10 good nutrients for children 2-4 years old

Nutritional needs for 2-year-olds are very high because they have started weaning. According to statistics, children aged 2-3 years are prone to malnutrition due to unbalanced diets. Therefore, building a reasonable and scientific diet for children from 2 to 4 years old is very necessary.
The article was professionally consulted with Doctor Ho Thi Hong Tho - Neonatologist - Pediatrics - Neonatology Department - Vinmec Phu Quoc International General Hospital.

1. Calcium

Calcium builds strong bones and teeth, promotes healthy nerve and muscle function, aids blood clotting, and helps the body convert food into energy. Calcium requirements for children:
From 1 to 3 years old: 700 milligrams (mg) per day; 4 to 8 years old: 1,000 mg per day. Dairy products such as milk, yogurt and cheese are the best sources of calcium for 2-year-olds. Also, some other calcium-rich foods you should try are:
Tofu Chocolate milk Whole grain bread Homemade puddings Boiled spinach/spinach/spinach Calcium-fortified soy milk.

2. Essential Fatty Acids (EFAs)

Essential fatty acids will build cells, regulate the nervous system, strengthen the cardiovascular system, strengthen immunity and help the body absorb nutrients. It is also essential for healthy brain function and vision.
Every day 1 to 3 year olds need:
7,000 mg or 7 grams of omega-6; 700 mg or 0.7 grams of omega-3s. Every day children 4 to 8 years old need:
10,000 mg or 10 grams of omega-6; 900 mg or 0.9 grams of omega-3s. Good dietary sources of omega-3s for 3-year-olds include:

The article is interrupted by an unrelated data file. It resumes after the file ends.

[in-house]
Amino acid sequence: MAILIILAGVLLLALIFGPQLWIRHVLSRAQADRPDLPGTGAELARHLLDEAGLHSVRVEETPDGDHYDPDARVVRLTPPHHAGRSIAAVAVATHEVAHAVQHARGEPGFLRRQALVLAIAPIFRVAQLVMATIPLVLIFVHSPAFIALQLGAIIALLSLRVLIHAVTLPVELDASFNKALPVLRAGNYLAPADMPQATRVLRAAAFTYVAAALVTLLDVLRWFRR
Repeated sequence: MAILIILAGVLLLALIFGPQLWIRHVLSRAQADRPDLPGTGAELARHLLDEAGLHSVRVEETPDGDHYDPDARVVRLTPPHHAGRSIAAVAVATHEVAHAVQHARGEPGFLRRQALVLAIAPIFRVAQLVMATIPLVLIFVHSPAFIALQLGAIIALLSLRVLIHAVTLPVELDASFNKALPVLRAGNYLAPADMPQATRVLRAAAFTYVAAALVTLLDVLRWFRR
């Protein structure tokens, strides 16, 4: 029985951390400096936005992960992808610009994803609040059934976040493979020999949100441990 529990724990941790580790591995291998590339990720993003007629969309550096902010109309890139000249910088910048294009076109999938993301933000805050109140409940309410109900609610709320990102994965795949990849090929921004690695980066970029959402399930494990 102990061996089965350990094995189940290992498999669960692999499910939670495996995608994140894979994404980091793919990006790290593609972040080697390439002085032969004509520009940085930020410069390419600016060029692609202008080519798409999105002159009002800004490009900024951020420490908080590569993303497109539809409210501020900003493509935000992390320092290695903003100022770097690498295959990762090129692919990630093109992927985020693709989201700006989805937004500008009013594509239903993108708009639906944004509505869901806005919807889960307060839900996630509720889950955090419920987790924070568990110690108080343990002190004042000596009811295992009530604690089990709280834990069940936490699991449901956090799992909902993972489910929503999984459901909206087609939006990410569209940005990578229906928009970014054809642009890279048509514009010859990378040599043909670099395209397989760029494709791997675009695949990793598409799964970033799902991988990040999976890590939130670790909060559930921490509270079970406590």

Walnuts Flaxseed oil, wheat germ oil, soybean oil, canola oil Eggs Tofu Salmon Soybean (dried, cooked) Boiled kale. Most 4-year-olds get more than the omega-6 they need, mostly from vegetable oils (sunflower, corn, and soy).
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3. Iron

Plays an important role in making hemoglobin - the red pigment that transports oxygen in the blood, and myoglobin - the pigment that stores oxygen in the muscles. A lack of iron in a 3-year-old's diet can cause anemia, leading to fatigue, weakness, and irritability.
From 1 to 3 years old children need 7 mg of iron per day; Children 4 to 8 years old need 10 mg of iron per day. Iron can be found in many foods such as:
Iron-fortified instant cereals and oatmeals Raw tofu, soybeans Boiled lentils Baked beans with pork and tomato sauce Green beans Lean beef, meat braised bacon Hamburger with 95% lean meat Boiled spinach Black beans Whole wheat bread Raisins.

4. Magnesium

Magnesium keeps bones strong and heart rhythm steady, supports the immune system, and helps maintain muscle and nerve function. Magnesium requirements for children:
From 1 to 3 years old: 80 mg per day; 4 to 8 years old: 130 mg per day. Nuts and beans are the best sources of magnesium. Green leafy vegetables are also good because they contain extra minerals. Magnesium is also found in whole-wheat bread. Some magnesium-rich foods you should add to your 2-year-old's nutrition are: